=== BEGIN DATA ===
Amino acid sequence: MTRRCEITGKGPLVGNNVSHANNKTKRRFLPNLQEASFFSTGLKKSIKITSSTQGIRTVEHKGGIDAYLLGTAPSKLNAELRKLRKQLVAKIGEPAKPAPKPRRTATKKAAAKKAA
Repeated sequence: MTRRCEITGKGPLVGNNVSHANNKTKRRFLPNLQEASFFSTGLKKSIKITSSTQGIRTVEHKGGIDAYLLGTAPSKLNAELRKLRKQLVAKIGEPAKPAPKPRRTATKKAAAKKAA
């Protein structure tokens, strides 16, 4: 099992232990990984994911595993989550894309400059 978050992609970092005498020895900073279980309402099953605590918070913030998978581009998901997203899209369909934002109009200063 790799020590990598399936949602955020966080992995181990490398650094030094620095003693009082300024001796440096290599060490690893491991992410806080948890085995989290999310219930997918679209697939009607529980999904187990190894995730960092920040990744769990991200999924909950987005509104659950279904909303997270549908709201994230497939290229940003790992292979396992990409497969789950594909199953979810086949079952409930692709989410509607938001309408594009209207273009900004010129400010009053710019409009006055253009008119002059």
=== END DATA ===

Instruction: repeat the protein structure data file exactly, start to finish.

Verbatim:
Amino acid sequence: MTRRCEITGKGPLVGNNVSHANNKTKRRFLPNLQEASFFSTGLKKSIKITSSTQGIRTVEHKGGIDAYLLGTAPSKLNAELRKLRKQLVAKIGEPAKPAPKPRRTATKKAAAKKAA
Repeated sequence: MTRRCEITGKGPLVGNNVSHANNKTKRRFLPNLQEASFFSTGLKKSIKITSSTQGIRTVEHKGGIDAYLLGTAPSKLNAELRKLRKQLVAKIGEPAKPAPKPRRTATKKAAAKKAA
């Protein structure tokens, strides 16, 4: 099992232990990984994911595993989550894309400059 978050992609970092005498020895900073279980309402099953605590918070913030998978581009998901997203899209369909934002109009200063 790799020590990598399936949602955020966080992995181990490398650094030094620095003693009082300024001796440096290599060490690893491991992410806080948890085995989290999310219930997918679209697939009607529980999904187990190894995730960092920040990744769990991200999924909950987005509104659950279904909303997270549908709201994230497939290229940003790992292979396992990409497969789950594909199953979810086949079952409930692709989410509607938001309408594009209207273009900004010129400010009053710019409009006055253009008119002059």